1. Preparation of the Support
A roll of clear, polyester support of seven mil thickness and bearing an adhesion promoting sub layer was mounted to one of the unwind spindles of a Riston HRL 24 laminator. On the other unwind spindle was mounted a roll of 60# HMF Heat Seal 200 (Coating Speciality Inc.) paper label stock bearing a thermally activated adhesive on one side and a black ink layer and intermediate layer printed on the other side. The paper label stock was laminated to the polyester base by passing the two supports through the heated rolls of the laminator at a speed of 12 ft. per minute and a temperature of 110 degrees centigrade. The paper label material showed excellent adhesion to the polyester base.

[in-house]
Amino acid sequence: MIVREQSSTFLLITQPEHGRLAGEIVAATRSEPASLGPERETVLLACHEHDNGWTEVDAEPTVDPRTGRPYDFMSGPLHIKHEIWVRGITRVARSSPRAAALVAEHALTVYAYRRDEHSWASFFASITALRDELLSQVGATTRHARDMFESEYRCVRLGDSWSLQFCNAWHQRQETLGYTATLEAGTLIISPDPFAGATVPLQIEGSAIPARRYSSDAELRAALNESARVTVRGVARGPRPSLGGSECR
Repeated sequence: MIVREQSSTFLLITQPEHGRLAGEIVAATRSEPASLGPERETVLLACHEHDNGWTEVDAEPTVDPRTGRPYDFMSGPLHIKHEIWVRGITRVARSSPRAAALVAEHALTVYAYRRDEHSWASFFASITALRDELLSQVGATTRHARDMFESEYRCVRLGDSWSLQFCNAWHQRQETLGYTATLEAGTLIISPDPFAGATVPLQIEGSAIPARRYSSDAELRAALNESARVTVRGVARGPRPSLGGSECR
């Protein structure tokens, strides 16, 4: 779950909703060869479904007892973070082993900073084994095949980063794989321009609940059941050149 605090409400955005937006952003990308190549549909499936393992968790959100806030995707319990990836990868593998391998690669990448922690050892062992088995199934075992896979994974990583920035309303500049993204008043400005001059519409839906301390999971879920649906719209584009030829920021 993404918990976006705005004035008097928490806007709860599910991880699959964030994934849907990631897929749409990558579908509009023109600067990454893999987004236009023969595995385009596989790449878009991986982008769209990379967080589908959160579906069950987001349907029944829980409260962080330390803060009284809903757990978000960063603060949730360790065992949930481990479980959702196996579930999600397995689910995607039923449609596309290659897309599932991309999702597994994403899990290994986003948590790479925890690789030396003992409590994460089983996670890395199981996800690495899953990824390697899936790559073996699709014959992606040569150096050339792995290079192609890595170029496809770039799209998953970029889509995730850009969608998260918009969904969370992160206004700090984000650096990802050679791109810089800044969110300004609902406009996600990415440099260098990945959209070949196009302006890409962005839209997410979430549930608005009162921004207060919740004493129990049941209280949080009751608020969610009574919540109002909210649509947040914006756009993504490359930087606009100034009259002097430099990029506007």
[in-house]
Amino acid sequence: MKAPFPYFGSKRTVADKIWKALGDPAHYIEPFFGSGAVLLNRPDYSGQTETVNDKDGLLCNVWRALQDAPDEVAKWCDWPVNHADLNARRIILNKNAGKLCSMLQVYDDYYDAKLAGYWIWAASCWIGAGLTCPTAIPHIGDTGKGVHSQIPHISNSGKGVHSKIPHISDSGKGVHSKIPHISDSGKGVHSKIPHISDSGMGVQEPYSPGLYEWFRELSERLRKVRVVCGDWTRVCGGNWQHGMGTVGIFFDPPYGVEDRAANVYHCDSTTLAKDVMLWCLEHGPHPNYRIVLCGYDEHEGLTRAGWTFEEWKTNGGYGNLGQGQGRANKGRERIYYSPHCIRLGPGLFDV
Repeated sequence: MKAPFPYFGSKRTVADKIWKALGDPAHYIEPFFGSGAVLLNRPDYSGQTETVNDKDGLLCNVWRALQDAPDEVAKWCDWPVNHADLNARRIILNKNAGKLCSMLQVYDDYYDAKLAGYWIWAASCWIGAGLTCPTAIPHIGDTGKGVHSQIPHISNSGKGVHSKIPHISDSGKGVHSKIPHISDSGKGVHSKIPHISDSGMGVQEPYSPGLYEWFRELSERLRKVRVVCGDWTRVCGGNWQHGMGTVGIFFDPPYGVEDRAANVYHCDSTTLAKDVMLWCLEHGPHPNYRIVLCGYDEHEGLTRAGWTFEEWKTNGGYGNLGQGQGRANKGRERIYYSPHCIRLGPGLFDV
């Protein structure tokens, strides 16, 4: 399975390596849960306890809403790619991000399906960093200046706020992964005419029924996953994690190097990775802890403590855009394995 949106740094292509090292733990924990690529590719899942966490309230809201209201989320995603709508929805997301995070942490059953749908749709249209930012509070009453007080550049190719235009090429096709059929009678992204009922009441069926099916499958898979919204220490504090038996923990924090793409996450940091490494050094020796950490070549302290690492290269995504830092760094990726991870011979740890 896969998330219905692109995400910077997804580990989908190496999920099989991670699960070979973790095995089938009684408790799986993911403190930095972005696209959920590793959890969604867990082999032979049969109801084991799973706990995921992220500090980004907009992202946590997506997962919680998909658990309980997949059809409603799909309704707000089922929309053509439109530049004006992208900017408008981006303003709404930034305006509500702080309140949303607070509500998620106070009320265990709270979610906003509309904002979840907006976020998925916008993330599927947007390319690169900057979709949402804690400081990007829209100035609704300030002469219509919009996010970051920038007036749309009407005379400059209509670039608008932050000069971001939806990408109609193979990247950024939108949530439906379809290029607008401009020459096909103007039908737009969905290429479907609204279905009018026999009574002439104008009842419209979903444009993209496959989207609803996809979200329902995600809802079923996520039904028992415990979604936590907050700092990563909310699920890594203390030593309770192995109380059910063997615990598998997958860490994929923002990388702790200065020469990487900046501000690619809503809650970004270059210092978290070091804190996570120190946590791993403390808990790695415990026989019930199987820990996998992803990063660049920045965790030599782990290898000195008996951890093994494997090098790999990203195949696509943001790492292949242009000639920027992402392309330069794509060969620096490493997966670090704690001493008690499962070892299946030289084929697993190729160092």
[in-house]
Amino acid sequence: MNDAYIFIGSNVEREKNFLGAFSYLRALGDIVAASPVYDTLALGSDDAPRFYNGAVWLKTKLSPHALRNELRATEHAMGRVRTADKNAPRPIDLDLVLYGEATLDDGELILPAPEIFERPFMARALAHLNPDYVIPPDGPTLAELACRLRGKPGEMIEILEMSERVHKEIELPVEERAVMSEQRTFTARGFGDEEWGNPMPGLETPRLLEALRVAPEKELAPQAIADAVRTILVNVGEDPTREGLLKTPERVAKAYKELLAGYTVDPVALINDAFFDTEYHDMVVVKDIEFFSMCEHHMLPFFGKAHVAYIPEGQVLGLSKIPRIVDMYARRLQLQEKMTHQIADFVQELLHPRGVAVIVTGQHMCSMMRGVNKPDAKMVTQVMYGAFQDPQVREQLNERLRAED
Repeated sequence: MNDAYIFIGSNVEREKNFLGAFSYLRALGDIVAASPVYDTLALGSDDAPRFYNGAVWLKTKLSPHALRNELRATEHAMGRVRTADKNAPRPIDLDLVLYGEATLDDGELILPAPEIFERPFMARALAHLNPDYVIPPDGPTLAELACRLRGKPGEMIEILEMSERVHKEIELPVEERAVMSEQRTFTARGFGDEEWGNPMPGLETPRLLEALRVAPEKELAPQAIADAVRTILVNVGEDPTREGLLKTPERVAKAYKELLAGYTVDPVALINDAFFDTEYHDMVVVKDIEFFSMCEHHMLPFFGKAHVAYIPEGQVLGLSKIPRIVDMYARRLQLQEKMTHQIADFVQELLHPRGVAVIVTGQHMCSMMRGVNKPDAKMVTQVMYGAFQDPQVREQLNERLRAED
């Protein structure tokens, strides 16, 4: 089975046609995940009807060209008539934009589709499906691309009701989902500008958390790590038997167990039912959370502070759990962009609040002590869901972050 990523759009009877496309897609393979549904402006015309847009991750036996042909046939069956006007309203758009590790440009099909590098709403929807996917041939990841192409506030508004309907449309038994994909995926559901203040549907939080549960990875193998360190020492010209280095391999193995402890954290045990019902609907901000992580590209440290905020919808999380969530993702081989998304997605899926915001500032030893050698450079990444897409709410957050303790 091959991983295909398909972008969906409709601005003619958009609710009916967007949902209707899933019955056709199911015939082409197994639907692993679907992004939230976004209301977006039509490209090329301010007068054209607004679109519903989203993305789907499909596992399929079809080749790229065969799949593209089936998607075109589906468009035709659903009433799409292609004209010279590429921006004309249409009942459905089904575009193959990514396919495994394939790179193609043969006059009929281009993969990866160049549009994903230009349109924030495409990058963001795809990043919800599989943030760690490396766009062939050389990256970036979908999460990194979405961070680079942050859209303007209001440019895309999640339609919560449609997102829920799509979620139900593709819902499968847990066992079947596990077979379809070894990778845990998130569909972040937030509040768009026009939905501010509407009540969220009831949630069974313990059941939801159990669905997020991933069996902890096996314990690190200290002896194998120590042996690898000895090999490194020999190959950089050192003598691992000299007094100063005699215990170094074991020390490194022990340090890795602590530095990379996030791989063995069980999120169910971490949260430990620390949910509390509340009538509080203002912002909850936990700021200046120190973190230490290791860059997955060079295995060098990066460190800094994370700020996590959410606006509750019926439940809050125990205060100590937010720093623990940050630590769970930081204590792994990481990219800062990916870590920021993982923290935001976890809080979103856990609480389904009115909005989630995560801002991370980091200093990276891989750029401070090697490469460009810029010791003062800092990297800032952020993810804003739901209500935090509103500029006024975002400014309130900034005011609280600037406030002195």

2. Preparation of the Alanine Dispersion
224 grams of Estane™ 5715 were added to 1296 grams of methylene chloride and 144 grams of methanol and stirred until polymer was completely dissolved. To the polymer solution was added to 336 grams of L-alanine (Kyowa Hakko Inc.) and 1.0 grams of a silicone-based coating aid (DC 1248, Dow Corning Inc.). The resulting dispersion was passed through a media mill containing 0.003″ diameter glass beads at a loading of 70% of the empty volume of the chamber. The rate at which the dispersion was passed through the mill was determined by measuring the particle size of the initial output from the mill and adjusting mill parameters (agitator speed and liquid throughput) to give the desired particle size distribution. The median particle size of the final dispersion was about 25 microns. The solids content of the dispersion was adjusted to between 25 and 30 percent to provide a coating viscosity of 500-1000 cps.